Sadly, Columbia no longer requires first year law students to take a course in the Foundations of the Regulatory State. Although the title sounds awfully boring, it's an excellent way to introduce students with no economics background to basic concepts of supply/demand and cost-benefit analysis, as well as nudging them toward thinking about unintended consequences to law. But this fact set could have made a nice exam question:
But making cement means making pollution, in the form of carbon dioxide emissions. Cement plants account for 5 percent of global emissions of carbon dioxide, the main cause of global warming. Cement has no viable recycling potential; each new road, each new building needs new cement. Now, green incentives may be increasing pollution. The European Union subsidizes Western companies that buy outmoded cement plants in poor countries and refit them with green technology. But the greenest technologies can reduce carbon dioxide emissions by only about 20 percent. So when Western companies revamp Eastern factories, the emissions decrease for each ton of concrete produced. But the amount of cement produced often goes way up, as does the total pollution generated. ...Though to really highlight the point, the question should be about whether we should mandate or incentivize revamping old factories if doing so would itself require concrete.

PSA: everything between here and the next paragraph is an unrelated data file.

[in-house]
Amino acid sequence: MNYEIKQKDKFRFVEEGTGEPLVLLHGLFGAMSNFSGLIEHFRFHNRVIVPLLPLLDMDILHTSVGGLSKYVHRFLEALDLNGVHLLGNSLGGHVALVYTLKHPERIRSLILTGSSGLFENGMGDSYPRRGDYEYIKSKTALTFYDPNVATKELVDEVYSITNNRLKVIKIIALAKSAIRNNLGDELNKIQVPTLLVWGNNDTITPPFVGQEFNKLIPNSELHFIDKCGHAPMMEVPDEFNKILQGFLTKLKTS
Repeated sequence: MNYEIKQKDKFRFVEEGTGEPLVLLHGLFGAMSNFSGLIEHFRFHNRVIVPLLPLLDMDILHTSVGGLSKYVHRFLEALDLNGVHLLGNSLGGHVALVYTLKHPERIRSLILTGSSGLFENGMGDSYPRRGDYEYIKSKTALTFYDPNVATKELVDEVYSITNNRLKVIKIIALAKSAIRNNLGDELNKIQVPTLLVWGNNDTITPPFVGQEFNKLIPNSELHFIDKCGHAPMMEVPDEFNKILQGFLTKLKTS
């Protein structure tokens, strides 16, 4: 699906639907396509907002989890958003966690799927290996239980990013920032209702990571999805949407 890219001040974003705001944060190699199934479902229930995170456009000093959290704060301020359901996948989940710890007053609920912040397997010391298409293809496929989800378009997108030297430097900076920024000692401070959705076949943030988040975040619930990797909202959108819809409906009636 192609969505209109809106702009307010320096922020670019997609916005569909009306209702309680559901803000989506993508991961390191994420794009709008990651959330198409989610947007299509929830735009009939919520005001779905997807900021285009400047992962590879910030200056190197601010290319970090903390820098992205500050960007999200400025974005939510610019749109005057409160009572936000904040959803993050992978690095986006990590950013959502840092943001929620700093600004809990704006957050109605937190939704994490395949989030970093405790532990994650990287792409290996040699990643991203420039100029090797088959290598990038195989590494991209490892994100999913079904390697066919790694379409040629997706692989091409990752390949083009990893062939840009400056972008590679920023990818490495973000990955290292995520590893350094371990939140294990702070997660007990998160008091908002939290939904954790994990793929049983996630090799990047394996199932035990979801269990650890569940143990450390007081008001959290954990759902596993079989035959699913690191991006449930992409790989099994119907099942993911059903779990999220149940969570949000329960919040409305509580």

Cement poses a basic problem: the chemical reaction that creates it releases large amounts of carbon dioxide. Sixty percent of emissions caused by making cement are from this chemical process alone, Mr. Luneau of Lafarge said. The remainder is produced from the fuels used in production, although those emissions may be mitigated with the use of greener technology.
"Demand is growing so fast and continues to grow, and you can't cap that," Mr. Luneau said. "Our core business is cement, so there is a limit to what we can change."
Carbon trading arrangements -- green incentives created by the European Union and the Kyoto agreement on curbing greenhouse gases -- encourage purchases in Eastern Europe and Russia by Lafarge and competitors, like HeidelbergCement. But they also allow manufacturers to increase total production, both in the developing world and at home.
The European Union effectively limits production of European cement makers in their home countries by capping their yearly emissions allowances. But there are no limits in places like Ukraine.
Moreover, European companies get increased emission allowances at home -- carbon credits -- by mounting green cleanup projects elsewhere. So buying an old Soviet factory and converting it to green technology can bring multiple paybacks.
"The investment is much more attractive than it used to be," said Lennard de Klerk, director of Global Carbon, a Budapest firm that brokers such carbon investments in Ukraine, Russia and Bulgaria. Factor the value of the carbon credits into the cost of refitting a factory in Ukraine, and the predicted rate of return rises to almost 12 percent from 8.8 percent, he said.